Rating: 4/5 stars
Pro: The best-produced album since his comeback, BP3 is Jay's triumphant return to the throne.
Con: Jay's self-absorption and navel-gazing can wear over an entire album.
Bottom Line: A worthy heir to the original Blueprint.
Empire State of Mind
On BP3, Jay-Z boasts he's gone "from Brooklyn to down in Tribeca next to DeNiro." He's gone from bragging about how many bricks he moved out the back of his trunk to bragging about how good his seats were at the Pacquaio fight. But no matter the change in lifestyle, the underlying message remains the same: Jay-Z is still pretty damn impressed with Jay-Z.
Dubbing himself "the new Sinatra," he raps over a series of glossy, high-budget beats full of live instrumentation -- strings, trumpets and hand-claps. It's the best production he's gotten since his comeback from retirement in 2006.
BP3 follows in the vein of his first 10 solo albums -- all of which, he reminds us, have "gone No. 1"; all morphing his life (teenage drug dealer "called a camel" to multi-millionaire CEO married to the world's biggest pop star) into a Charles Dickens story. On "Empire State of Mind" he takes a contemplative ride in his new Lexus through the McDonald's parking lot in Harlem where he bought drugs to an old apartment where he stashed them.
There's no hint of the actual person behind the narrative he has constructed, nothing separating Sean Carter from Jay-Z. He only gets emotional when discussing his career, addressing the fans and critics "who want [Jay] to fall from the top" on song ("Hate") after song ("What We Talking About") after song ("Already Home") after song ("Reminder").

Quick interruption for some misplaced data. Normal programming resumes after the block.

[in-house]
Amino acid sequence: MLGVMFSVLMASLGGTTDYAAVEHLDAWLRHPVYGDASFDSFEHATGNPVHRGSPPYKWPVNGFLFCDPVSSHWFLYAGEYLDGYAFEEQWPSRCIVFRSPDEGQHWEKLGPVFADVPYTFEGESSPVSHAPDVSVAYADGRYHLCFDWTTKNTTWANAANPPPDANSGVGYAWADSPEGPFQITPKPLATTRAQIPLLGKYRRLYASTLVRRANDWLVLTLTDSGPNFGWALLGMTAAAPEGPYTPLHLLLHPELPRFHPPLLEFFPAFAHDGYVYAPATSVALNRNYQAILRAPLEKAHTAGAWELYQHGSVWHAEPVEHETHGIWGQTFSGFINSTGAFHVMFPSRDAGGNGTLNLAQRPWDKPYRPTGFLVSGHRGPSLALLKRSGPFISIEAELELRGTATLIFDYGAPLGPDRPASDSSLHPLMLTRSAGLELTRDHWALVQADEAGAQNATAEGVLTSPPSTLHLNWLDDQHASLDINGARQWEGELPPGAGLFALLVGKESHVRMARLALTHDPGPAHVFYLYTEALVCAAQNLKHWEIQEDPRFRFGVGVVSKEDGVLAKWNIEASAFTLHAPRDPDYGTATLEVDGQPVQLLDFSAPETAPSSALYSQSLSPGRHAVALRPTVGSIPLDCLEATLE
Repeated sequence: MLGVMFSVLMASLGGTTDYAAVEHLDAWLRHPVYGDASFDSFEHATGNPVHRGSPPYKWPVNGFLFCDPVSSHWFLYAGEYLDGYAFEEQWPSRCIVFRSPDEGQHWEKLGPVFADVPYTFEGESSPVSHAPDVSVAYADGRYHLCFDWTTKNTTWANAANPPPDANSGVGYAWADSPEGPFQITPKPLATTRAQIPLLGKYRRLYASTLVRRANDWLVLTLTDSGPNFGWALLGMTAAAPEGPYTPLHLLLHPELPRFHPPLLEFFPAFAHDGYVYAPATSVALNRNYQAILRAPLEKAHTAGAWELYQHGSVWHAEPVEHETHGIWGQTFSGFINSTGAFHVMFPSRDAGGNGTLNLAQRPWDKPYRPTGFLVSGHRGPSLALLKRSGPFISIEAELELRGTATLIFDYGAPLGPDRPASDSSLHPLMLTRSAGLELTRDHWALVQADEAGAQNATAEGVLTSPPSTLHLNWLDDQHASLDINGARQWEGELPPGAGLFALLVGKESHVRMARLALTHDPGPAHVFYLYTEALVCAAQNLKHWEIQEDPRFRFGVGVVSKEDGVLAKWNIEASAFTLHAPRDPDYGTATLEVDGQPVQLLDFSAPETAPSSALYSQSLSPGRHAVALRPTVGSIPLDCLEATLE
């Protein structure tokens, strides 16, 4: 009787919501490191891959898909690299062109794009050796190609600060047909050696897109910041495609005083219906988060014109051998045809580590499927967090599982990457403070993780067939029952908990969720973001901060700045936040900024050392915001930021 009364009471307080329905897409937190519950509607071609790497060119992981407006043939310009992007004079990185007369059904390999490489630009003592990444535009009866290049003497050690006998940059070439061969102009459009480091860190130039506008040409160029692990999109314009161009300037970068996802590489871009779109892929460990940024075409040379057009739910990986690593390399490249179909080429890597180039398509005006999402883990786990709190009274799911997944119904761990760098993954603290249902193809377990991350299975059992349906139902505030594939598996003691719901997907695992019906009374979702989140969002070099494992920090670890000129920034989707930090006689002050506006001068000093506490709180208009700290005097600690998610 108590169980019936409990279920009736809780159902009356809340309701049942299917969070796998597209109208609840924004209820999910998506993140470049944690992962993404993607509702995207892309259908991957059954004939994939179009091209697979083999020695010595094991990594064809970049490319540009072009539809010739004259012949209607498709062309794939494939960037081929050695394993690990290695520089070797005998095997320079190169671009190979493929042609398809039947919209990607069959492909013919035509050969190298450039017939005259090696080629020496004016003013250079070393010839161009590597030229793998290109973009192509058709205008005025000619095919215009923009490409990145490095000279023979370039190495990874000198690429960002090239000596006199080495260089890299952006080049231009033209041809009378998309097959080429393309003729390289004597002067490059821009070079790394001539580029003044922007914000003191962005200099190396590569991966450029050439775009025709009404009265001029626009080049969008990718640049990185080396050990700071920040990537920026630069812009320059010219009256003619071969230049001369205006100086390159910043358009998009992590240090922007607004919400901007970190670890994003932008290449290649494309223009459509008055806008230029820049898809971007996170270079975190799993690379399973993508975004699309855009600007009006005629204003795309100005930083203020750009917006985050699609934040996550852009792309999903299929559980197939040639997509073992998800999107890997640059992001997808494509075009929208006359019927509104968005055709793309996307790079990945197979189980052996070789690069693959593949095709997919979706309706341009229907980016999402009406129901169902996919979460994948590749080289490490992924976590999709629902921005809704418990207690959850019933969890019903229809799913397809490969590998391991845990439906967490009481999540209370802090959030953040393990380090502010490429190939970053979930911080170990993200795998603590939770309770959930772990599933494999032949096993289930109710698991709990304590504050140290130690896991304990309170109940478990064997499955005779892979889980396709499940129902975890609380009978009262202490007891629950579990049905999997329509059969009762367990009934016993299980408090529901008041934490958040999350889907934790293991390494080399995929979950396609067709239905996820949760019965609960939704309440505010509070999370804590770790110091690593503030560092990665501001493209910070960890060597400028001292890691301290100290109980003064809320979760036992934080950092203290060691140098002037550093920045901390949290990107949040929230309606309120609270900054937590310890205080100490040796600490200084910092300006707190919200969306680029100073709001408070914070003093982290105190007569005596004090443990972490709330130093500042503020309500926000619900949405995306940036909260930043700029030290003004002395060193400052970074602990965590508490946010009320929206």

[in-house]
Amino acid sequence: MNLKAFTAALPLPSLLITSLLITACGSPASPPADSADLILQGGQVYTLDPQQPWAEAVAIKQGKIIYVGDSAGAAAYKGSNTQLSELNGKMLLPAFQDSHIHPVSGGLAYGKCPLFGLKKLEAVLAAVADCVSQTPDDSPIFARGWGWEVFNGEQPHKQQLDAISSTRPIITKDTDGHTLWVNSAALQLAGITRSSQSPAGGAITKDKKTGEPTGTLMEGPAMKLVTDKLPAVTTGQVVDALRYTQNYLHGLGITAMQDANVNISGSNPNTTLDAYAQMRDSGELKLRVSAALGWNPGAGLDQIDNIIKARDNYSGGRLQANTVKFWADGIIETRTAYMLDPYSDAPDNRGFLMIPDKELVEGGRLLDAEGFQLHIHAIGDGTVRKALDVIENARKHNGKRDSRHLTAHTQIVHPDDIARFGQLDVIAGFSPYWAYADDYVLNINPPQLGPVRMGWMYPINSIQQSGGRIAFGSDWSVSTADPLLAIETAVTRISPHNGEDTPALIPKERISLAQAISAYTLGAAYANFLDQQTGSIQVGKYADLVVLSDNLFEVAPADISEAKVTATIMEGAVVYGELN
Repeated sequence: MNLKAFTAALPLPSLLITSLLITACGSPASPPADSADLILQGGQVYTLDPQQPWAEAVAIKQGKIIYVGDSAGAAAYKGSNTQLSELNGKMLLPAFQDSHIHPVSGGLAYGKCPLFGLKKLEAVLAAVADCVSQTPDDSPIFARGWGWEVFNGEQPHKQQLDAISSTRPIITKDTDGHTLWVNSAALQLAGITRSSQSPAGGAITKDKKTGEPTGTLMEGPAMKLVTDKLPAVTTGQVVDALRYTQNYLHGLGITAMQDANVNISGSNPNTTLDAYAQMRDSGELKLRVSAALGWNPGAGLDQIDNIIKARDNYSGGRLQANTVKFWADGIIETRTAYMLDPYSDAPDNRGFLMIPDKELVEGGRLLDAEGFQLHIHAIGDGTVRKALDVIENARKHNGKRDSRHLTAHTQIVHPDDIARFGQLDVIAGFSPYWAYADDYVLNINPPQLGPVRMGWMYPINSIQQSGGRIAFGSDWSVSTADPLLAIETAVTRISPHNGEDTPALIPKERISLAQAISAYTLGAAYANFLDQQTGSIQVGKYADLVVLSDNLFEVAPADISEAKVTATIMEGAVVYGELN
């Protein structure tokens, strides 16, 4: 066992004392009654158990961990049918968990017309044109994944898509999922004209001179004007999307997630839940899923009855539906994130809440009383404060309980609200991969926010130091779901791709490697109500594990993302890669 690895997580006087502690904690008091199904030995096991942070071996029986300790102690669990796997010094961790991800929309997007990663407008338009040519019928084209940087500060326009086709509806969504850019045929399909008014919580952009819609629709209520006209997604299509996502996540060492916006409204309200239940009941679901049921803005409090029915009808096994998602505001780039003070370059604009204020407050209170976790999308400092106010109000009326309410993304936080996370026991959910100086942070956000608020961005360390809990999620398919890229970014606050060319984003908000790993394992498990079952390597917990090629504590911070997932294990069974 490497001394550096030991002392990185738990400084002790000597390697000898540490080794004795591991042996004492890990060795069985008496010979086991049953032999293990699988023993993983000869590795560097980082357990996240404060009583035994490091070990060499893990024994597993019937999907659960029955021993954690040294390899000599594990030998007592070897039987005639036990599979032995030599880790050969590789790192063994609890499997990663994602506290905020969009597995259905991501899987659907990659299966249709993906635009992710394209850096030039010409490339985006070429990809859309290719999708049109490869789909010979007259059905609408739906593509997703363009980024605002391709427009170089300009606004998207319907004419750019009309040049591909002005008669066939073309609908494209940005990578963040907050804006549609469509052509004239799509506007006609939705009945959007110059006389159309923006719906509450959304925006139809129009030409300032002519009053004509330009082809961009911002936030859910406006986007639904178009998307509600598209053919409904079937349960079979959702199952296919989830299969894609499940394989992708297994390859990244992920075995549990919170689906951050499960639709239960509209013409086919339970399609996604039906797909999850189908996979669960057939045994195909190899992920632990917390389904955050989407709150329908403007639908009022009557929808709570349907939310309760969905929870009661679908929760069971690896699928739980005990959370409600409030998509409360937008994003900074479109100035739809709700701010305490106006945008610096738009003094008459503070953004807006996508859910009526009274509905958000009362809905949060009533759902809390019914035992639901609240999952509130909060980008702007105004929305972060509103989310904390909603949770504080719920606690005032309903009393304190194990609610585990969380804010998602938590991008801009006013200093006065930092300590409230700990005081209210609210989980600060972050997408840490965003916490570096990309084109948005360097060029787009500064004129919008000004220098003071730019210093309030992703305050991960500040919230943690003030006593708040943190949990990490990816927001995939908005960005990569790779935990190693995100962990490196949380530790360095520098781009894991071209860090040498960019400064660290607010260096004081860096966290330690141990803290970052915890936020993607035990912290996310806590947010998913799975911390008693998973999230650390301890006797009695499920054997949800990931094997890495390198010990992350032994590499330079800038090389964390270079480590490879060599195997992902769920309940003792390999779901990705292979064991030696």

He notes he's "in the hall already, people compare me to Biggie and Pac already, like I'm gone already." The guest list is another glimpse at his mortality: Where the first Blueprint had only one guest appearance, the third is filled with big-name artists (Alicia Keyes, Kanye, Jeezy and Rihanna) and newcomers like Drake and Kid Cudi. His first attempt at a comeback single -- the bombastic "DOA" which called for an end to the auto-tune phenomenon a year after it had already peaked -- was met with shrugs. Kanye and Rihanna overshadow him on the first single "Run This Town", a drastic role reversal from only five years ago, when he was the biggest name on their debut albums.
The album closes with a melodramatic sample of an 80's glam-rock synthesizer balled called "Young Forever." But no one actually does, not even Jay-Z.